The Public Religion Research Institute included the following points about the Fox News Channel in a report published in September 2012:
- “There is a strong correlation between trusting Fox News and negative views of Islam and Muslims. This pattern is evident even among conservative political and religious groups.”
- “Among all Republicans, nearly two-thirds (63 percent) say that Islam is at odds with American values. Among Republicans who most trust Fox News, more than 7-in-10 (72 percent) believe that Islam is at odds with American values.”
- “Among Republicans who most trust other news sources, less than half (49 percent) say Islam is at odds with American values, making their attitudes roughly similar to the general population.”
- “A similar effect can be seen in beliefs about American Muslims and the establishment of Shari’a law. Nearly 6-in-10 (58 percent) Republicans who most trust Fox News believe that American Muslims are trying to establish Shari’a law in the U.S. Again, the attitudes of Republicans who most trust other news sources look similar to the general population (33 percent and 30 percent respectively).”
When a YMCA and local police department in St. Paul, Minn. partnered to give young Muslim girls a once-a-week hour-long swim lesson during which the facility would be closed to men, Fox proclaimed, “Sharia law is now changing everything.”
On October 8, 2014, Fox News host Greta Van Susteren issued an on-air challenge, stating: “So here’s my offer. I will give any Muslim leader of national or international stature the platform right here ‘On the Record’ to condemn Islamic extremism and to make a call to arms of every Muslim leader of every mosque to do the same. Condemn Islamic extremism.”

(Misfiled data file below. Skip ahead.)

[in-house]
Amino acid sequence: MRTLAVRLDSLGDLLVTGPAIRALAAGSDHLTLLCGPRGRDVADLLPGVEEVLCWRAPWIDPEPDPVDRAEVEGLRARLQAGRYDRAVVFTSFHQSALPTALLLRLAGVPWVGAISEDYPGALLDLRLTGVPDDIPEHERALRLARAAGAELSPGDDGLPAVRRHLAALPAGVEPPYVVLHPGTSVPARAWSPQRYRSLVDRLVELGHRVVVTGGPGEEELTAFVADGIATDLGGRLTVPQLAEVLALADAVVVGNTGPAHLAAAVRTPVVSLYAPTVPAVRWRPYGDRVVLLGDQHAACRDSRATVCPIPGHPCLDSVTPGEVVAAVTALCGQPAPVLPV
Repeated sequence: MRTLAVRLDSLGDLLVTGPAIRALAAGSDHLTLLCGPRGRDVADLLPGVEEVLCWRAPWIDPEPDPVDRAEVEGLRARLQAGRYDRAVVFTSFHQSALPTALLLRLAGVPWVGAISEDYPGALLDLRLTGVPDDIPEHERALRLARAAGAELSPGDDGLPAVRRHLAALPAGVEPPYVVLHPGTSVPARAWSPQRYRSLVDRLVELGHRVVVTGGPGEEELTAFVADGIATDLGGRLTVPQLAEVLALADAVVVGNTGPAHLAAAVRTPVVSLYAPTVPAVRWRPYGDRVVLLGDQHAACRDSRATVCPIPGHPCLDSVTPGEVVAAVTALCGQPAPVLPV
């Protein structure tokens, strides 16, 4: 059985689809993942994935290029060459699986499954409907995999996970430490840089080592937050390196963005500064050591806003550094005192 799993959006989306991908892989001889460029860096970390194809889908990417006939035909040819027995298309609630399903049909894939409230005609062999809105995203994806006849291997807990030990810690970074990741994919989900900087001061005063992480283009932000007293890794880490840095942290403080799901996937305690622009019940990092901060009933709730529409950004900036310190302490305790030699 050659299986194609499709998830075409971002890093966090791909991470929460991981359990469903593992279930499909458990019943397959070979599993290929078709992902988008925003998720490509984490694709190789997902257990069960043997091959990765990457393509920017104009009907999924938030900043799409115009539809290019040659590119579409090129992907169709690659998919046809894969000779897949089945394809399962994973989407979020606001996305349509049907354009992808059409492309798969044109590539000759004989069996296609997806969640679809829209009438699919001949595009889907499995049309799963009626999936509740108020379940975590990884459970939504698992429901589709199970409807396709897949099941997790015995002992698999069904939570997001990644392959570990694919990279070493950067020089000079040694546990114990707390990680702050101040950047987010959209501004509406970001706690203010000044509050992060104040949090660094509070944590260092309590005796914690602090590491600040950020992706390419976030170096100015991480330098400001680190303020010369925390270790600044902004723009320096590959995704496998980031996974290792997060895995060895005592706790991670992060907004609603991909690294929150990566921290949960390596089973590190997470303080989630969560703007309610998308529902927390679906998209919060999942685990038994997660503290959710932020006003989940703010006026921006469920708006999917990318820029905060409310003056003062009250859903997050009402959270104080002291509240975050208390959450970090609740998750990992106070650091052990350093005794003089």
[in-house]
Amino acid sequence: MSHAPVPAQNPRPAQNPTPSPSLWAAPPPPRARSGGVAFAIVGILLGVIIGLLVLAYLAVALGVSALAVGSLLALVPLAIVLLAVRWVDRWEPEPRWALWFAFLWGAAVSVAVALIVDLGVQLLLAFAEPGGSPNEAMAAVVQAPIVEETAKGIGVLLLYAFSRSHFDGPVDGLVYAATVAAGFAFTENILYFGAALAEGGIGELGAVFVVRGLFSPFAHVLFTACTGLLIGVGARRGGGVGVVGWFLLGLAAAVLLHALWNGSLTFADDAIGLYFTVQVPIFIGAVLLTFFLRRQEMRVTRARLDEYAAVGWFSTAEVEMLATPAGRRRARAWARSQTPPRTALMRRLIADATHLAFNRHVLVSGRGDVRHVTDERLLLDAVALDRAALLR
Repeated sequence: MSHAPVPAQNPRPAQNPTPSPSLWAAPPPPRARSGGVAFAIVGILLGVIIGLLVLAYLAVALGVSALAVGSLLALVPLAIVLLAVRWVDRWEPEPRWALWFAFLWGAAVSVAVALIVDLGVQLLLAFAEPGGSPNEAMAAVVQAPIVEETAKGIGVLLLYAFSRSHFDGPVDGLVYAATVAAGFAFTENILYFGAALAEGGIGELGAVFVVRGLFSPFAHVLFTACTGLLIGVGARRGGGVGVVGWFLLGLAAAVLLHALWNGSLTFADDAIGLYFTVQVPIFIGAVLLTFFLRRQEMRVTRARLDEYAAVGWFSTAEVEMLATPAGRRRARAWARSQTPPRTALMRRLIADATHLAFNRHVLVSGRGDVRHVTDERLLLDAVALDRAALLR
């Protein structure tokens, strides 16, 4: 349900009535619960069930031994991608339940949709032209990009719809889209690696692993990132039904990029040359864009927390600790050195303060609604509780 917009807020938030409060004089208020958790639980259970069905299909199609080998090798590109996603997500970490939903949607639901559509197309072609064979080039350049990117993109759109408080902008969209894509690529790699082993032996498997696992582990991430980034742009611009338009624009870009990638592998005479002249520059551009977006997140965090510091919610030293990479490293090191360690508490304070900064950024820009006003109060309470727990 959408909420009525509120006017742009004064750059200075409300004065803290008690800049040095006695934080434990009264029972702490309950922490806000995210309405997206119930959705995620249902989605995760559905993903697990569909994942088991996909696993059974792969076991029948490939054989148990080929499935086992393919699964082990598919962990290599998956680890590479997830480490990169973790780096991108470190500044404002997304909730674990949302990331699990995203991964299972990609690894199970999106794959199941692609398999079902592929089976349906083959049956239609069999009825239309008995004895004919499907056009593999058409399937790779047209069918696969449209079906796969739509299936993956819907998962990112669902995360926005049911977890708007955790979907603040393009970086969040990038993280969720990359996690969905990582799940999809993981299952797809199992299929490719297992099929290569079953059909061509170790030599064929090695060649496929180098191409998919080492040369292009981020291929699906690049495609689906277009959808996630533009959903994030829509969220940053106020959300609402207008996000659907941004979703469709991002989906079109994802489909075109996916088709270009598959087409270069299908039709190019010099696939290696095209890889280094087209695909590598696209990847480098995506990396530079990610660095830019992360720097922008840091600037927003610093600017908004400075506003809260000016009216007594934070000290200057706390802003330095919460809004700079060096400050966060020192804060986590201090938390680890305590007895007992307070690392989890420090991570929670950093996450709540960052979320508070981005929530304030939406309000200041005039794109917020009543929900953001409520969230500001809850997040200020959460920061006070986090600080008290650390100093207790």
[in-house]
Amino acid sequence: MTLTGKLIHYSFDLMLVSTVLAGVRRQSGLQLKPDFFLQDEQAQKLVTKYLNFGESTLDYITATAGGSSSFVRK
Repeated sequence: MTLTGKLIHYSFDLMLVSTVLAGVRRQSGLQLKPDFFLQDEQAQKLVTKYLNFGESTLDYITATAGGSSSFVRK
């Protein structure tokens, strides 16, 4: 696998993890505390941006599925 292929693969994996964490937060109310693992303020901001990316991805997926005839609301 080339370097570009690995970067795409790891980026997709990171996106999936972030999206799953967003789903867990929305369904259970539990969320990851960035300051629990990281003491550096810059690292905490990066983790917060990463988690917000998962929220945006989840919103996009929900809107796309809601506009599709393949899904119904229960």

CAIR Executive Director Nihad Awad accepted the challenge, but was declined an opportunity by the host to speak. According to a CAIR press release, “Van Susteren’s producers changed the terms of the challenge and ultimately dropped Awad’s appearance”.
CAIR produced a video to address Van Susteren’s challenge:
In 2012, Media Matters collected a number of examples of factually questionable assertions about Muslims made on Fox News. These included Brian Kilmeade claiming that all “terrorists are Muslims,” and a Fox News contributor saying, “The truth is that Muslims tend to be more violent than Christians.”
An incident that points to Fox News’ pattern of anti-Muslim bias was on the “Hannity and Colmes” program, where Sean Hannity appeared to encourage televangelist Pat Robertson’s attack and degradation of Islam and Prophet Muhammad. Robertson made comments about the Prophet such as “This man was an absolute wild-eyed fanatic. He was a robber and a brigand. And to say that these terrorists distort Islam, they’re carrying out Islam”. Hannity supported those remarks by responding with “Reverend, how widespread do you think that fanatical interpretation is?…Or do you think it’s the majority of Muslims?”
On a “Tucker Carlson” tonight show in 2017, Carlson alluded to how the “attitudes of faithful Muslims are not Western at all”, pointing to how Islam “tolerates a level of violence” that only does not observe in Judaism and Presbyterianism. This type of rhetoric furthers the Islamophobic notion that Islam and modernity are incompatible due to Islam being a regressive religion that is unwilling to evolve with the changing times.
Furthermore, Judge Jeanine Pirro pointed to how Rep. Ilhan Omar’s decision to wear a hijab is so she “won’t get molested”, and is reflective of her adherence to the Sharia law, which is antithetical to the United States Constitution. This notion furthers the stereotype that Sharia law does not tolerate religious pluralism and Muslims worldwide want Sharia law to supersede all other governmental laws of the land.